Lindsay Soutar, director of Greenpeace Australia Pacific’s Electrify campaign, said, “We believe Toyota Motor Corporation’s advertising is misleading Australian consumers by understating its cars’ emissions and overstating its commitment to clean transport.”

“Toyota Motor Corporation makes claims in its advertising that give the false impression the company is leading the transition to clean cars, but the truth is Toyota is not leading the transition but is acting globally to block the take-up of electric vehicles.

“All companies have a duty to tell the truth about their products. That standard must apply especially to a company like Toyota, which is Australia’s largest and until now most-trusted car maker. There needs to be a level playing field so that consumers can make informed choices about how to use their purchases to protect the environment.

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“Greenpeace Australia Pacific is making this complaint because we believe the car-buying public has a right to know the truth and must be empowered to make effective green choices.”

In response to Greenpeace's allegations, a Toyota spokesperson told The Drum, "Toyota Australia has a long track record in helping customers reduce their vehicle emissions, including through the supply of over 315,000 hybrid-electric vehicles and investment in reduced tailpipe emissions vehicles and carbon-neutral technologies. We are committed to achieving a sustainable future and reject any claims to the contrary."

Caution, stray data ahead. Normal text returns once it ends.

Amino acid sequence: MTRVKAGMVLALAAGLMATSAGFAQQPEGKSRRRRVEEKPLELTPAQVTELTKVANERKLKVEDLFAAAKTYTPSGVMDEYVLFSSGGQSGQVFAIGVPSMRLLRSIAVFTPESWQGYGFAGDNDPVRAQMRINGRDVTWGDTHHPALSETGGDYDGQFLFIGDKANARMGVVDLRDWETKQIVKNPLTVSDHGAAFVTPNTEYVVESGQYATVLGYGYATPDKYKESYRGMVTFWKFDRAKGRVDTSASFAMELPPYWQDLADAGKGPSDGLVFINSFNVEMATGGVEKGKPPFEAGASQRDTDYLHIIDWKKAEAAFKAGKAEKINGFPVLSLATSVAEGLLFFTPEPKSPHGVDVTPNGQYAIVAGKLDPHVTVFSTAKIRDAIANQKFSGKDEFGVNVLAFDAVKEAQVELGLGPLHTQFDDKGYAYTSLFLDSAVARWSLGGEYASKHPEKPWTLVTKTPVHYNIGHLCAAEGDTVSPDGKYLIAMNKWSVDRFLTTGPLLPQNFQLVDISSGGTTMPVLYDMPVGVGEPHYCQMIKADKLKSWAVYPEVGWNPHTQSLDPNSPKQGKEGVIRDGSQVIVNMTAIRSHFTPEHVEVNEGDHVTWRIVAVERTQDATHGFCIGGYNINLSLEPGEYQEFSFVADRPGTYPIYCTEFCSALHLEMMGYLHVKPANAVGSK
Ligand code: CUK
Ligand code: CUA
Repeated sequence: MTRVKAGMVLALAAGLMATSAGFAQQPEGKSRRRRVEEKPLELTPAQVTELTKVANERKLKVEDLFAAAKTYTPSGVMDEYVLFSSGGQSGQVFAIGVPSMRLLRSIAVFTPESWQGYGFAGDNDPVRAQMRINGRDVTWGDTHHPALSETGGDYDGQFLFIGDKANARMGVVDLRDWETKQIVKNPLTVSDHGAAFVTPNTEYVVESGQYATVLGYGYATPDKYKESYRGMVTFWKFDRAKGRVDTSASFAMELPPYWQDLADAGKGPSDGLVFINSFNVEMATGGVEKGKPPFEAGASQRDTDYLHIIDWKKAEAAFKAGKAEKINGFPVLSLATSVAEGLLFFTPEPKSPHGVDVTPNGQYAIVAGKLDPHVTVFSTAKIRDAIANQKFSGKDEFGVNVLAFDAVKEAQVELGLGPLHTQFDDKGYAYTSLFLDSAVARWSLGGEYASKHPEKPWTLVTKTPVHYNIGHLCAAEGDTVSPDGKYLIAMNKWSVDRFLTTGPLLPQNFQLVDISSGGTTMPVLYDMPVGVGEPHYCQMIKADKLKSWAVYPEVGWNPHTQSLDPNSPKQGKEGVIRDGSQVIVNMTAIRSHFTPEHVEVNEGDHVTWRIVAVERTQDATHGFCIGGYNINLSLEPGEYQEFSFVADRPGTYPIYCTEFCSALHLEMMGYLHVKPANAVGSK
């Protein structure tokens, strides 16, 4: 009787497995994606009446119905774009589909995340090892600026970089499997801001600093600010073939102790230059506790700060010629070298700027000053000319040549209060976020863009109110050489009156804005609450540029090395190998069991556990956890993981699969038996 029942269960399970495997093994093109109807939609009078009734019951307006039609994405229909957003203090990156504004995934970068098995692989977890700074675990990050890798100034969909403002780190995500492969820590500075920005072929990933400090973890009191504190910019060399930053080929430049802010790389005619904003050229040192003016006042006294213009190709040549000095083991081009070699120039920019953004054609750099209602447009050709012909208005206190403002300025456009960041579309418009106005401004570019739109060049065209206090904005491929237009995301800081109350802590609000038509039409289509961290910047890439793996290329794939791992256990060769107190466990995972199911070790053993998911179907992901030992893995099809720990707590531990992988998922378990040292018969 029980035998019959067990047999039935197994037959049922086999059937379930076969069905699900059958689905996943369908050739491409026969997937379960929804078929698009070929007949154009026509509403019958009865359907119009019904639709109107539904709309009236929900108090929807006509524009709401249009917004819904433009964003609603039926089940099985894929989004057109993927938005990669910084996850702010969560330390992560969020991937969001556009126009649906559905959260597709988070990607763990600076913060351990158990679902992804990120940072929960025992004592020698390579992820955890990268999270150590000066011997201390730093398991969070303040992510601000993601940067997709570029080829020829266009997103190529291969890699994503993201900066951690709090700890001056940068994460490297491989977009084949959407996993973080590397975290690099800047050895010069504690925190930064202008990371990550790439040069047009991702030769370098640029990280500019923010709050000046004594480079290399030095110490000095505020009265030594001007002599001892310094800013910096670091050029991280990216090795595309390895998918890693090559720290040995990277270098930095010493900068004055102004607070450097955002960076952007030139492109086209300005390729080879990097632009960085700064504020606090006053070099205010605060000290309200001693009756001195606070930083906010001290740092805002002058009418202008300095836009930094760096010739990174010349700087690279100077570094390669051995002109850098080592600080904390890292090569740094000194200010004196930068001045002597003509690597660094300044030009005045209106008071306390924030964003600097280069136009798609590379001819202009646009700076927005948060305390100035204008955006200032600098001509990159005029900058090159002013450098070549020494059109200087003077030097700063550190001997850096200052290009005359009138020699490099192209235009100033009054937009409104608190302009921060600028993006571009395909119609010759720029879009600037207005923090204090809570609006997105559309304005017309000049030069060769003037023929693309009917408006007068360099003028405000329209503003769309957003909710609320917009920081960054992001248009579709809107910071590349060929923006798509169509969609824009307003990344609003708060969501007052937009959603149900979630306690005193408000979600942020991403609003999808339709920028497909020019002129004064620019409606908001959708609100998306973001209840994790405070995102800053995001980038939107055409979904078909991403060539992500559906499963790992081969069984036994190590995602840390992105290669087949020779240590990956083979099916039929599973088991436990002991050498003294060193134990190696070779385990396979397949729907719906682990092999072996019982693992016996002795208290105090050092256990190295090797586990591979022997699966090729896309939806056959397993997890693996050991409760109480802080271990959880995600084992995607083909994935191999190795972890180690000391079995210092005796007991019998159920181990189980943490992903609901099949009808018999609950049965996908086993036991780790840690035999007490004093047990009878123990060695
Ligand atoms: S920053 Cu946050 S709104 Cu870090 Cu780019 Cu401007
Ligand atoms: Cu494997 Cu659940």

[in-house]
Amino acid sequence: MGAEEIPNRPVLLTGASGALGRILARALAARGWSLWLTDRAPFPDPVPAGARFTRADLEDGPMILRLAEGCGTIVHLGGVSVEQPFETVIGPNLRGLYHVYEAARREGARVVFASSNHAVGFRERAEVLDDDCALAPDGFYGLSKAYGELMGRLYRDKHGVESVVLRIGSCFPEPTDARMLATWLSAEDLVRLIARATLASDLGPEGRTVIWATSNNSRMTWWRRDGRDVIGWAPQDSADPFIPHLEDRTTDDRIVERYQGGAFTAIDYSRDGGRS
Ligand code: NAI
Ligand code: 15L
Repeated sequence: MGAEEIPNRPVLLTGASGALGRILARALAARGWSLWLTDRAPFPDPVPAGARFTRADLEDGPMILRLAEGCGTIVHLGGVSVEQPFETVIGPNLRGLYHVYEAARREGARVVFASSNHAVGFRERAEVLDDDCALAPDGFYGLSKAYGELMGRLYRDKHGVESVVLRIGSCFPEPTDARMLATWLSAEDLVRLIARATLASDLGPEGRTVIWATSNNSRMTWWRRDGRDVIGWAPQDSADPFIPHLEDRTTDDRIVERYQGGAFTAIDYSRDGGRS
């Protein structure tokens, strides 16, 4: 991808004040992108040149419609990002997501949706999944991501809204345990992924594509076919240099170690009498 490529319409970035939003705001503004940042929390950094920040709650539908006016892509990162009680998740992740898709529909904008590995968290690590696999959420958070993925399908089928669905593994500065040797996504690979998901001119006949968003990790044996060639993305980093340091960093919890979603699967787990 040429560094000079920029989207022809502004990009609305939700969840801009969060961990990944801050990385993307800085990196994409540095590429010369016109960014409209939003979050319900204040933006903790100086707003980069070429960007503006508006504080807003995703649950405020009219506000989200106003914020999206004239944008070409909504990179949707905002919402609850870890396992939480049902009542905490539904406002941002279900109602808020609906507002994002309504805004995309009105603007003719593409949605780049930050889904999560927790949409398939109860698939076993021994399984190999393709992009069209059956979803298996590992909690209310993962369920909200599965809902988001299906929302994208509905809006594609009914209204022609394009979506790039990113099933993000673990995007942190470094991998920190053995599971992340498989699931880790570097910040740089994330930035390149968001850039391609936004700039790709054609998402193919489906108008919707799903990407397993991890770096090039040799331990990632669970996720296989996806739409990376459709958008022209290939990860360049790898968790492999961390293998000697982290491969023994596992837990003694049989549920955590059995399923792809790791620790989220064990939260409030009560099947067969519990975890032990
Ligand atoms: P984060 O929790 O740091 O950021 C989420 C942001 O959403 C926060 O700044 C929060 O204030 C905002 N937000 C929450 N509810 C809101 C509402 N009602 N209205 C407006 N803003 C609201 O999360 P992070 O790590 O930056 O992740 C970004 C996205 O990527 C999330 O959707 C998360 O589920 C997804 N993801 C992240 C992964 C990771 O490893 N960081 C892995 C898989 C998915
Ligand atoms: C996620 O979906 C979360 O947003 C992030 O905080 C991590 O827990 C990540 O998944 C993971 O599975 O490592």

In the wake of this increased focus on suatainability activity, The UN appointed three high-profile leaders to its board including marketing advisor Sunita Gloster, who is a senior advisor at Accenture & UN Women Australia, and Co-Chair Tech Council of Australia Marketing Committee.

Gloster joins the board alongside Susan Mizrahi, chief sustainability officer, Australia Post, and the chair Australian Retailers Association Sustainability Advisory Group, and Robin Mellon, leading expert on sustainable supply chains and CEO, Better Sydney, Project Manager for the Property Council of Australia’s Modern Slavery Working Group and Supplier Platform.

The UNGCNA, which works to "enable and lead" businesses and stakeholders to act responsibly by helping them find opportunities to create positive business outcomes, said it was a critical time Australian businesses and organisations, which "face significant and transformational challenges".

Gloster says, “Australia is at a coming-of-age moment for community and regulatory scrutiny that directly connects corporate behaviour with external impact.

“Marketing communications and strategy must sit at the core of ESG-related regulatory, ethical and reputation discussions not just to ensure credibility for both consumers and regulators but also to be mindful of the social impact and community trust that lies at the heart of any viable business. UNGCNA is a valuable platform to help Australian businesses embrace a sustainable future."

Australia's greenwashing push follows similar regulatory moves overseas in the EU, which has revealed strict crackdowns are on the cards, and in the UK which is also cracking down on misleading advertising. Last week the Advertising Standards Authority (ASA) banned an ad by Lufthansa that made misleading environmental claims.